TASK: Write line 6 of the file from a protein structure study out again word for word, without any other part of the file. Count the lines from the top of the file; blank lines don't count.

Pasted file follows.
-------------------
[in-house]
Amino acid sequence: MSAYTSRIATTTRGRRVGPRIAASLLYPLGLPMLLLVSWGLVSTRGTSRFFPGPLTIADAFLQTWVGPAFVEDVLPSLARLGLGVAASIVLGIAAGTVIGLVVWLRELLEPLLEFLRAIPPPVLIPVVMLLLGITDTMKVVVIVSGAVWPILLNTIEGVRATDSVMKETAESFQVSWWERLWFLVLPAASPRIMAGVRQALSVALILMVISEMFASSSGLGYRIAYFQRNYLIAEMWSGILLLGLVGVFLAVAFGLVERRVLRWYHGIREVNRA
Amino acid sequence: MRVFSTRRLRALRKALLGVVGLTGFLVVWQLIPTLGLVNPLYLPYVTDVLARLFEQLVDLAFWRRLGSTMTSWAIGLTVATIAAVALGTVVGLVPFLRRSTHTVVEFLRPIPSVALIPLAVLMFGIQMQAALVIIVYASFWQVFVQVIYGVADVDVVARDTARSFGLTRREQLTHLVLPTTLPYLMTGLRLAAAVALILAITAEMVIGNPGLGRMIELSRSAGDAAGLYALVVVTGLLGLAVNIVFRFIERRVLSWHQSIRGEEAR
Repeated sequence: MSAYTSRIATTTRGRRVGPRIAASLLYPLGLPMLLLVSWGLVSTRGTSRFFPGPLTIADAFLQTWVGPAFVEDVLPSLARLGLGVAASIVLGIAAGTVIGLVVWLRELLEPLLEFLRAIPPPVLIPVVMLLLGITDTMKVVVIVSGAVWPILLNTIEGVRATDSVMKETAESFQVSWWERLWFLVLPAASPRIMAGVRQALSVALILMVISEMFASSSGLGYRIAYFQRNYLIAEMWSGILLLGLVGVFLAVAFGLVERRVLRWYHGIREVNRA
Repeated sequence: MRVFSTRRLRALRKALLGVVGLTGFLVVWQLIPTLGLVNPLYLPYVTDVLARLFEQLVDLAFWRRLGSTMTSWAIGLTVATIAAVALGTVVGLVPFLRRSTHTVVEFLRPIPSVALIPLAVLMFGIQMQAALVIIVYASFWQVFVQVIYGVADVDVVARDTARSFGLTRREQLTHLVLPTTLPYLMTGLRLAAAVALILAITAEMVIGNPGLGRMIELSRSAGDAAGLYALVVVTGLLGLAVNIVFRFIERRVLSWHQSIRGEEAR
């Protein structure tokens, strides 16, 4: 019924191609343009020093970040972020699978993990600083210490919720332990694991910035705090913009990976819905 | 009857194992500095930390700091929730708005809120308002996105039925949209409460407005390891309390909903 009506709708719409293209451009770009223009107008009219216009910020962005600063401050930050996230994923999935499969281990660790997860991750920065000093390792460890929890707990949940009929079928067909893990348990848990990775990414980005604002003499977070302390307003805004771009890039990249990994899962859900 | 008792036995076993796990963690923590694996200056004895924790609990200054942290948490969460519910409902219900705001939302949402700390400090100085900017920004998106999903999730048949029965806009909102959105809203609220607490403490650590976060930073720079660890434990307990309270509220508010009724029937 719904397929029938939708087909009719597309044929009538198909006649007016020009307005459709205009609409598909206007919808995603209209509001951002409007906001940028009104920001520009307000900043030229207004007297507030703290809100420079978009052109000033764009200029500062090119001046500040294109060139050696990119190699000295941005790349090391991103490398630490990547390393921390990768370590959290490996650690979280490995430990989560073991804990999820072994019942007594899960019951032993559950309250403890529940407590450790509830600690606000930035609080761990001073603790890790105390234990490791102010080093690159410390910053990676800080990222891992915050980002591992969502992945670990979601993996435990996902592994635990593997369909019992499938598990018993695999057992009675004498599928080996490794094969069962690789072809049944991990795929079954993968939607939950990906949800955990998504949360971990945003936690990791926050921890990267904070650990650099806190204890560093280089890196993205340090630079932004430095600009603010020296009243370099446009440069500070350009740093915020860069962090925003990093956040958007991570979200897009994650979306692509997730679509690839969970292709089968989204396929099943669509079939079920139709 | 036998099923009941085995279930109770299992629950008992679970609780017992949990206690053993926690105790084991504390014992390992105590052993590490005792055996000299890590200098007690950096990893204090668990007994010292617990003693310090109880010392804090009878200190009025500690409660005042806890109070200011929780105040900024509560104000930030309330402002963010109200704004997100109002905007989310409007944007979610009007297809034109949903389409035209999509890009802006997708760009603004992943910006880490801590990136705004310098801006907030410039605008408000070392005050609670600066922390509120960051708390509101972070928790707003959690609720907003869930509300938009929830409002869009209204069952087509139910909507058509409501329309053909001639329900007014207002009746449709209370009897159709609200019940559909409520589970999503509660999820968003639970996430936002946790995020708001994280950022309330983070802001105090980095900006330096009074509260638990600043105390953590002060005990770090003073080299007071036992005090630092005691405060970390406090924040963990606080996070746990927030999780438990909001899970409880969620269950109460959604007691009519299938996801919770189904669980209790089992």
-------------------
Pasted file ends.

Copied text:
């Protein structure tokens, strides 16, 4: 019924191609343009020093970040972020699978993990600083210490919720332990694991910035705090913009990976819905 | 009857194992500095930390700091929730708005809120308002996105039925949209409460407005390891309390909903 009506709708719409293209451009770009223009107008009219216009910020962005600063401050930050996230994923999935499969281990660790997860991750920065000093390792460890929890707990949940009929079928067909893990348990848990990775990414980005604002003499977070302390307003805004771009890039990249990994899962859900 | 008792036995076993796990963690923590694996200056004895924790609990200054942290948490969460519910409902219900705001939302949402700390400090100085900017920004998106999903999730048949029965806009909102959105809203609220607490403490650590976060930073720079660890434990307990309270509220508010009724029937 719904397929029938939708087909009719597309044929009538198909006649007016020009307005459709205009609409598909206007919808995603209209509001951002409007906001940028009104920001520009307000900043030229207004007297507030703290809100420079978009052109000033764009200029500062090119001046500040294109060139050696990119190699000295941005790349090391991103490398630490990547390393921390990768370590959290490996650690979280490995430990989560073991804990999820072994019942007594899960019951032993559950309250403890529940407590450790509830600690606000930035609080761990001073603790890790105390234990490791102010080093690159410390910053990676800080990222891992915050980002591992969502992945670990979601993996435990996902592994635990593997369909019992499938598990018993695999057992009675004498599928080996490794094969069962690789072809049944991990795929079954993968939607939950990906949800955990998504949360971990945003936690990791926050921890990267904070650990650099806190204890560093280089890196993205340090630079932004430095600009603010020296009243370099446009440069500070350009740093915020860069962090925003990093956040958007991570979200897009994650979306692509997730679509690839969970292709089968989204396929099943669509079939079920139709 | 036998099923009941085995279930109770299992629950008992679970609780017992949990206690053993926690105790084991504390014992390992105590052993590490005792055996000299890590200098007690950096990893204090668990007994010292617990003693310090109880010392804090009878200190009025500690409660005042806890109070200011929780105040900024509560104000930030309330402002963010109200704004997100109002905007989310409007944007979610009007297809034109949903389409035209999509890009802006997708760009603004992943910006880490801590990136705004310098801006907030410039605008408000070392005050609670600066922390509120960051708390509101972070928790707003959690609720907003869930509300938009929830409002869009209204069952087509139910909507058509409501329309053909001639329900007014207002009746449709209370009897159709609200019940559909409520589970999503509660999820968003639970996430936002946790995020708001994280950022309330983070802001105090980095900006330096009074509260638990600043105390953590002060005990770090003073080299007071036992005090630092005691405060970390406090924040963990606080996070746990927030999780438990909001899970409880969620269950109460959604007691009519299938996801919770189904669980209790089992």